A big increase in workload — coupled with other pressures such as an expectation to work faster — could lead to driver safety concerns ranging from stress behind the wheel to the temptation to speed to get the job done.  -  Photo:  pexels.com/Tima Miroshnichenko

A big increase in workload — coupled with other pressures such as an expectation to work faster — could lead to driver safety concerns ranging from stress behind the wheel to the temptation to speed to get the job done.

Photo: pexels.com/Tima Miroshnichenko

A recent report explores how delivery drivers in various countries view their jobs and finds that 71% of drivers report a big increase in the number of deliveries their company has to make compared to five years ago.

Volume of deliveries is a significant issue for U.S. drivers. When drivers were asked whether deliveries “had increased a lot” at their company, the U.S. came in sixth out of 11 countries, with 33% saying that was indeed the case, according to the report from Scandit.

A big increase in workload — coupled with other pressures such as an expectation to work faster — could potentially lead to driver safety concerns ranging from stress behind the wheel to the temptation to speed in order to get the job done.

Consider, for example, that 67% of global respondents said they now have to complete deliveries to different types of drop-off points, 66% are now expected to work faster, and the same amount (66%) reported an increase in new tasks like identity verification at the door. As it concerns U.S. delivery drivers specifically, approximately 62% said they now have to complete deliveries to different types of drop-off points — indicating another pressure that fleet operators need to keep in mind as it could impact safety.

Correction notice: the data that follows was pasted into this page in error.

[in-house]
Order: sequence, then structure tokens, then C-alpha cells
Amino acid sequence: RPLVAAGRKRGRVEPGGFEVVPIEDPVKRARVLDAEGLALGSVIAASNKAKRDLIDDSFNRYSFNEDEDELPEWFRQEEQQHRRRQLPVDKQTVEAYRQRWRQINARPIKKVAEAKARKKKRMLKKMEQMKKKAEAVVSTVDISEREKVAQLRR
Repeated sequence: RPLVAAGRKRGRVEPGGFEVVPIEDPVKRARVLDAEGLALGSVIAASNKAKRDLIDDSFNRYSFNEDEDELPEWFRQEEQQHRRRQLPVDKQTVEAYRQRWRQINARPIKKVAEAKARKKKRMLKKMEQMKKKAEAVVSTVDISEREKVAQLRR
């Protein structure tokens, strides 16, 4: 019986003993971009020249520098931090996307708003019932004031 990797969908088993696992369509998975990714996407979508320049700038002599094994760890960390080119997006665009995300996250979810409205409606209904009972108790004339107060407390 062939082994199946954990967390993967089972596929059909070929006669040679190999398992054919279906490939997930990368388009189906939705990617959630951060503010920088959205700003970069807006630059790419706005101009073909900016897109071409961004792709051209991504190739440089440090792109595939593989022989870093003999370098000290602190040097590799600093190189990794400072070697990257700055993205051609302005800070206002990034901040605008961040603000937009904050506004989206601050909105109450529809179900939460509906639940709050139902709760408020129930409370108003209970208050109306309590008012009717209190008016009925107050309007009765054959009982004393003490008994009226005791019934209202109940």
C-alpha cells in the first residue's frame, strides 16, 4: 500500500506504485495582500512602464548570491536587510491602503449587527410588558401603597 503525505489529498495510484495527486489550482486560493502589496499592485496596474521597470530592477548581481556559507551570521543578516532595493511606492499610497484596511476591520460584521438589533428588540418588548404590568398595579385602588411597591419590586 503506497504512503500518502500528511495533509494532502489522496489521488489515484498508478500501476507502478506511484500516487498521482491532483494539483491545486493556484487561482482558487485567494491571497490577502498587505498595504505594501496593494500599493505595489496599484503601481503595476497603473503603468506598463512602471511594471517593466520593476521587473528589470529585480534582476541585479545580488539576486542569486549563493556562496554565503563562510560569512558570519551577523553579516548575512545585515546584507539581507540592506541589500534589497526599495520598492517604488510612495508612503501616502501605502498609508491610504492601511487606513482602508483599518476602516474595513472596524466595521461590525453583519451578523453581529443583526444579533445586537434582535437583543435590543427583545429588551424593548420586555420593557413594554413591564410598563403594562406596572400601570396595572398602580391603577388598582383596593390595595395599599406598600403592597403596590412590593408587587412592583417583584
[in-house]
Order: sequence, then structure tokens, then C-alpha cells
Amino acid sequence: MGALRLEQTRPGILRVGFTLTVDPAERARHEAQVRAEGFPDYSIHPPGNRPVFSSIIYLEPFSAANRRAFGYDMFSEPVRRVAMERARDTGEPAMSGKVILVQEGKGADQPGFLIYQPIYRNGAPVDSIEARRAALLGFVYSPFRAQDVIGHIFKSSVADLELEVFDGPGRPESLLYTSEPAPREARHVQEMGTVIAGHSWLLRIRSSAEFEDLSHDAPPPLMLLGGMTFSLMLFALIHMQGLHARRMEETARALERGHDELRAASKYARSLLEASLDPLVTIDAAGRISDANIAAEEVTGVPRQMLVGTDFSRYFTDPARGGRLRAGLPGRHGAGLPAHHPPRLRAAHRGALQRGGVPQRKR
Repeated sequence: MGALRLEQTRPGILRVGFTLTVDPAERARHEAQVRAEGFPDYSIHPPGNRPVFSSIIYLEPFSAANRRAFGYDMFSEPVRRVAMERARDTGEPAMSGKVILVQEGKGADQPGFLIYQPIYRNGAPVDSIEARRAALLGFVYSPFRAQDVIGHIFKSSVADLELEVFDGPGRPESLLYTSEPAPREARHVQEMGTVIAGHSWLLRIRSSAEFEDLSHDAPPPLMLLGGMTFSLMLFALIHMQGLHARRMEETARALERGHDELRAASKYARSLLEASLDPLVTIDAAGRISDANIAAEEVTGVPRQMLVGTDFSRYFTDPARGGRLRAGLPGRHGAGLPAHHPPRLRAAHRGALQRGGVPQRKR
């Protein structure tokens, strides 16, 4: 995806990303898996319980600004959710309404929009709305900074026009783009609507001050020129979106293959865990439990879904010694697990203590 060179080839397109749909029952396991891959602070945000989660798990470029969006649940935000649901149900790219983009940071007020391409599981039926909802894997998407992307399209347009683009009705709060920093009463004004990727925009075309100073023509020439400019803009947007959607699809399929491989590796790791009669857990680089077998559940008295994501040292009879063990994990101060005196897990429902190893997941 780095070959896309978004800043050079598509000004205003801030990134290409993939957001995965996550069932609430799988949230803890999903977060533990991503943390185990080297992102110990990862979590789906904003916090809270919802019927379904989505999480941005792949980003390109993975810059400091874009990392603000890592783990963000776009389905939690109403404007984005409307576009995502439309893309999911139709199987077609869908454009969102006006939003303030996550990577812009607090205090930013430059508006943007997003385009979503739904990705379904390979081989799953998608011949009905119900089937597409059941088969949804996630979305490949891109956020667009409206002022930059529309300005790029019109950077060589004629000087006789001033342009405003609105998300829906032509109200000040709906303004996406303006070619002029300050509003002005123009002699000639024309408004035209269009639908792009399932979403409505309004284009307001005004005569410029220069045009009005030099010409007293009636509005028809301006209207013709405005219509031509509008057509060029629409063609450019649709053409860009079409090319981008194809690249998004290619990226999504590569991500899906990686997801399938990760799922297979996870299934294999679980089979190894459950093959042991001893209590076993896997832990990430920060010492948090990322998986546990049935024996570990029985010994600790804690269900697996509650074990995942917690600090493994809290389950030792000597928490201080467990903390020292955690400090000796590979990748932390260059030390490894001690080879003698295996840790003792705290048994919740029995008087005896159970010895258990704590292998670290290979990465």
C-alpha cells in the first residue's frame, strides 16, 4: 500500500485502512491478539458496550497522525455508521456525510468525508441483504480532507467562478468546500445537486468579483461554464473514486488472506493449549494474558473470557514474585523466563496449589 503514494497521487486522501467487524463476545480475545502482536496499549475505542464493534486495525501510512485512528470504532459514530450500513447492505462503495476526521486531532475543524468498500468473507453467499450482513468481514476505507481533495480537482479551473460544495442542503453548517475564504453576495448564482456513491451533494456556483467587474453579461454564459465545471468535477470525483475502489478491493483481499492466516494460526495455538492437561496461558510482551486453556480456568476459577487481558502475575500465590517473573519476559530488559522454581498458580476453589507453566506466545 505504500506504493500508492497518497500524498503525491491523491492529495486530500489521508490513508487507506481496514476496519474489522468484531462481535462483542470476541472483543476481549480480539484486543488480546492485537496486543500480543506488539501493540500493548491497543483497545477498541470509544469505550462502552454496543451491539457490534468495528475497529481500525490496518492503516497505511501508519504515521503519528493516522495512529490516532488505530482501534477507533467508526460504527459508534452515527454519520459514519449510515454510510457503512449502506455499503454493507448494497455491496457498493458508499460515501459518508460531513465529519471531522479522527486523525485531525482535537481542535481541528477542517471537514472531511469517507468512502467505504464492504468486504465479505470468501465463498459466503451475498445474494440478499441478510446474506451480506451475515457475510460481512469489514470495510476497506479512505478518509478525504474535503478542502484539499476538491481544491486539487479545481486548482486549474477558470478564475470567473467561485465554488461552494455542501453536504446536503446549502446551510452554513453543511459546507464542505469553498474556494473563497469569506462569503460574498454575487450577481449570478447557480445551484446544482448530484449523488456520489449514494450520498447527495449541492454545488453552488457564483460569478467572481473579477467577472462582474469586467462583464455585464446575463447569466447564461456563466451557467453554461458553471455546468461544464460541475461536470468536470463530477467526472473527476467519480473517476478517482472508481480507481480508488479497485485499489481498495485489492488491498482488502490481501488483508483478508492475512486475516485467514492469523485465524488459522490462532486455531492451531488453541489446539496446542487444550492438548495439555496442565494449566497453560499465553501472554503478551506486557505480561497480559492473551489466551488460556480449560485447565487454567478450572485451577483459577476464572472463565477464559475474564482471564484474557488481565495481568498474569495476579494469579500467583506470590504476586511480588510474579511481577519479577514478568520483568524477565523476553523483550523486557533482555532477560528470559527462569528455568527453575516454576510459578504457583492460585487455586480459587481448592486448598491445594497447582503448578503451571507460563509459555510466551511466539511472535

Driver shortages are another key challenge for the industry as e-commerce continues its long-term rise. On average across fields, people aged 24-34 change jobs once every 2.4 years. But according to the Scandit research, drivers are more likely to move. The research notes a substantial upheaval and expansion in delivery driver recruitment over the last two years. This is both in terms of new drivers coming in, as well as existing drivers switching roles.

And the problem is worse in the U.S. While 50% of global respondents said staff shortages have increased during the last five years, in the U.S., 55% noted staff shortages. Here again, there are potential safety implications as fleet operators must onboard new drivers quickly — but still ensure that they get proper training, take all correct safety precautions, and abide by the rules of the road.

The report covers three types of delivery companies — courier companies, retailers, and postal services, and ultimately paints a picture of a complex role for today’s drivers with key pressures such as higher delivery volumes, more drop-off and pickup-up points, an expectation to work faster, and rapid turnover. With that as a backdrop, the safety implications for delivery drivers are many — from drowsy driving for those who are overworked, to possible violations like speeding, to high anxiety, which may even lead to road rage.

Fleet operators need to reinforce best practices with their delivery drivers. It’s also a good idea to remind them of some stark facts. For example, drowsy driving killed some 633 people in 2020 alone — so urge your busy delivery drivers to get seven to eight hours sleep nightly. And remind them to avoid rushing to meet demanding delivery schedules. Sadly, some 11,258 people lost their lives in speeding-related collisions in 2020 alone, according to the National Highway Traffic Safety Administration (NHTSA). Speeding is never justified. No delivery is worth someone dying.

Scandit, along with research company Opinium, randomly sampled and spoke to over 1,200 drivers from 11 countries for its report. The countries involved in the study include Australia, Brazil, France, Germany, India, Italy, Japan, Mexico, Spain, the U.K., and the U.S.A.

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